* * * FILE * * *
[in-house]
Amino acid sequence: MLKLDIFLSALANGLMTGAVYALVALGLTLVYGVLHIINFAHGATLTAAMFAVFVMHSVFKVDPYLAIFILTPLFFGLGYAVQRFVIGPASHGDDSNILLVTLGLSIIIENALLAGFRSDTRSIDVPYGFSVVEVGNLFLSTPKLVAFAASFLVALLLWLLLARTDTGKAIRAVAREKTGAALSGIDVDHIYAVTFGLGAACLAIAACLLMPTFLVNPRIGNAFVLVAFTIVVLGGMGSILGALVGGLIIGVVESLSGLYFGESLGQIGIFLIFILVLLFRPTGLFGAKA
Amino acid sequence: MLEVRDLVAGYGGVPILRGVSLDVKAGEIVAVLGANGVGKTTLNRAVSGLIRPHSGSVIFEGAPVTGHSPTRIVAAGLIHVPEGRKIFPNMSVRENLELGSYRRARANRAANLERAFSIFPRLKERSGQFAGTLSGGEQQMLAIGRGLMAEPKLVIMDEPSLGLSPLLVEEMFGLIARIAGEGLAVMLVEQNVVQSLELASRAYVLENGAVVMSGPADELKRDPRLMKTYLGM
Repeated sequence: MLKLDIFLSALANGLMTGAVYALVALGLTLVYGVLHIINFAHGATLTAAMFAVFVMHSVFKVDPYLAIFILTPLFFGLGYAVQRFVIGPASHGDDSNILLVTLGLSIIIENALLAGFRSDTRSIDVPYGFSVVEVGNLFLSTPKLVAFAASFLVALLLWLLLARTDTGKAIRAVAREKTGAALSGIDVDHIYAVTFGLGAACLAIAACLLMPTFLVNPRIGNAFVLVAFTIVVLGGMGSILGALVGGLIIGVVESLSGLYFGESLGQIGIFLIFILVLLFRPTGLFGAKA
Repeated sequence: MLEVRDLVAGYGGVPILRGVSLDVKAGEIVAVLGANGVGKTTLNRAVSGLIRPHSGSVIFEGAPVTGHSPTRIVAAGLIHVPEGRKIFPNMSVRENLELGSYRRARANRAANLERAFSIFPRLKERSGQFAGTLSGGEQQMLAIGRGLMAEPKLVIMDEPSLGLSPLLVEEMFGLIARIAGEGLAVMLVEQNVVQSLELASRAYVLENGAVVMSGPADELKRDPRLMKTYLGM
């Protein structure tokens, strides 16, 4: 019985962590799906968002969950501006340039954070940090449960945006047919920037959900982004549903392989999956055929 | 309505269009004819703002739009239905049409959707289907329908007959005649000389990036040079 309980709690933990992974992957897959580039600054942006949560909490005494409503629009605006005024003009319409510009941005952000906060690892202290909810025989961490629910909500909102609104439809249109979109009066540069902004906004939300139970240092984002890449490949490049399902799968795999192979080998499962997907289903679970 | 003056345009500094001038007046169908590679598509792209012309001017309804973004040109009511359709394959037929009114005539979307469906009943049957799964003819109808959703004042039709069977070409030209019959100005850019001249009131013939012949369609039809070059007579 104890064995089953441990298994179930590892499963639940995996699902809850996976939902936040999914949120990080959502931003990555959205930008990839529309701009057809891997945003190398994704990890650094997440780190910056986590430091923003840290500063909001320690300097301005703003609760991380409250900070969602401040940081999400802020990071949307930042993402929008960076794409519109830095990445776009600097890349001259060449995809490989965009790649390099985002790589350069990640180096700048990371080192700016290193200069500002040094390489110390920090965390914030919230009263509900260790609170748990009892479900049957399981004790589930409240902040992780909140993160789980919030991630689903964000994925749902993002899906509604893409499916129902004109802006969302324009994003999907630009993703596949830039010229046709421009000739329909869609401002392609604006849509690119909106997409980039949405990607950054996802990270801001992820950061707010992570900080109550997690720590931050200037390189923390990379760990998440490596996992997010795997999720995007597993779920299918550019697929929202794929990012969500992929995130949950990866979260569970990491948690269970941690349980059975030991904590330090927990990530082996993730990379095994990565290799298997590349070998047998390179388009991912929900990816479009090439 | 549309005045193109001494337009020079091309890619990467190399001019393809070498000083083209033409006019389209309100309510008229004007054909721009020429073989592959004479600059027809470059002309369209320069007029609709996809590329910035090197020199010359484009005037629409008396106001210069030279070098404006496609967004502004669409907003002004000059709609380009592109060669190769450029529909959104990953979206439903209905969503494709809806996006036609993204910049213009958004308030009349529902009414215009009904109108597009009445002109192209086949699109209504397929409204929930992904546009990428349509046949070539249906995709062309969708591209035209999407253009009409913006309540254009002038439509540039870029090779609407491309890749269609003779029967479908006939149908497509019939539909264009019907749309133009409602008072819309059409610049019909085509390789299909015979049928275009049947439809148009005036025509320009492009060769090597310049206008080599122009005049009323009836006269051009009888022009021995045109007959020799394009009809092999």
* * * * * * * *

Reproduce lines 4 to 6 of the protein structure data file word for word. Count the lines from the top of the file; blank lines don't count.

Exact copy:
Repeated sequence: MLKLDIFLSALANGLMTGAVYALVALGLTLVYGVLHIINFAHGATLTAAMFAVFVMHSVFKVDPYLAIFILTPLFFGLGYAVQRFVIGPASHGDDSNILLVTLGLSIIIENALLAGFRSDTRSIDVPYGFSVVEVGNLFLSTPKLVAFAASFLVALLLWLLLARTDTGKAIRAVAREKTGAALSGIDVDHIYAVTFGLGAACLAIAACLLMPTFLVNPRIGNAFVLVAFTIVVLGGMGSILGALVGGLIIGVVESLSGLYFGESLGQIGIFLIFILVLLFRPTGLFGAKA
Repeated sequence: MLEVRDLVAGYGGVPILRGVSLDVKAGEIVAVLGANGVGKTTLNRAVSGLIRPHSGSVIFEGAPVTGHSPTRIVAAGLIHVPEGRKIFPNMSVRENLELGSYRRARANRAANLERAFSIFPRLKERSGQFAGTLSGGEQQMLAIGRGLMAEPKLVIMDEPSLGLSPLLVEEMFGLIARIAGEGLAVMLVEQNVVQSLELASRAYVLENGAVVMSGPADELKRDPRLMKTYLGM
């Protein structure tokens, strides 16, 4: 019985962590799906968002969950501006340039954070940090449960945006047919920037959900982004549903392989999956055929 | 309505269009004819703002739009239905049409959707289907329908007959005649000389990036040079 309980709690933990992974992957897959580039600054942006949560909490005494409503629009605006005024003009319409510009941005952000906060690892202290909810025989961490629910909500909102609104439809249109979109009066540069902004906004939300139970240092984002890449490949490049399902799968795999192979080998499962997907289903679970 | 003056345009500094001038007046169908590679598509792209012309001017309804973004040109009511359709394959037929009114005539979307469906009943049957799964003819109808959703004042039709069977070409030209019959100005850019001249009131013939012949369609039809070059007579 104890064995089953441990298994179930590892499963639940995996699902809850996976939902936040999914949120990080959502931003990555959205930008990839529309701009057809891997945003190398994704990890650094997440780190910056986590430091923003840290500063909001320690300097301005703003609760991380409250900070969602401040940081999400802020990071949307930042993402929008960076794409519109830095990445776009600097890349001259060449995809490989965009790649390099985002790589350069990640180096700048990371080192700016290193200069500002040094390489110390920090965390914030919230009263509900260790609170748990009892479900049957399981004790589930409240902040992780909140993160789980919030991630689903964000994925749902993002899906509604893409499916129902004109802006969302324009994003999907630009993703596949830039010229046709421009000739329909869609401002392609604006849509690119909106997409980039949405990607950054996802990270801001992820950061707010992570900080109550997690720590931050200037390189923390990379760990998440490596996992997010795997999720995007597993779920299918550019697929929202794929990012969500992929995130949950990866979260569970990491948690269970941690349980059975030991904590330090927990990530082996993730990379095994990565290799298997590349070998047998390179388009991912929900990816479009090439 | 549309005045193109001494337009020079091309890619990467190399001019393809070498000083083209033409006019389209309100309510008229004007054909721009020429073989592959004479600059027809470059002309369209320069007029609709996809590329910035090197020199010359484009005037629409008396106001210069030279070098404006496609967004502004669409907003002004000059709609380009592109060669190769450029529909959104990953979206439903209905969503494709809806996006036609993204910049213009958004308030009349529902009414215009009904109108597009009445002109192209086949699109209504397929409204929930992904546009990428349509046949070539249906995709062309969708591209035209999407253009009409913006309540254009002038439509540039870029090779609407491309890749269609003779029967479908006939149908497509019939539909264009019907749309133009409602008072819309059409610049019909085509390789299909015979049928275009049947439809148009005036025509320009492009060769090597310049206008080599122009005049009323009836006269051009009888022009021995045109007959020799394009009809092999």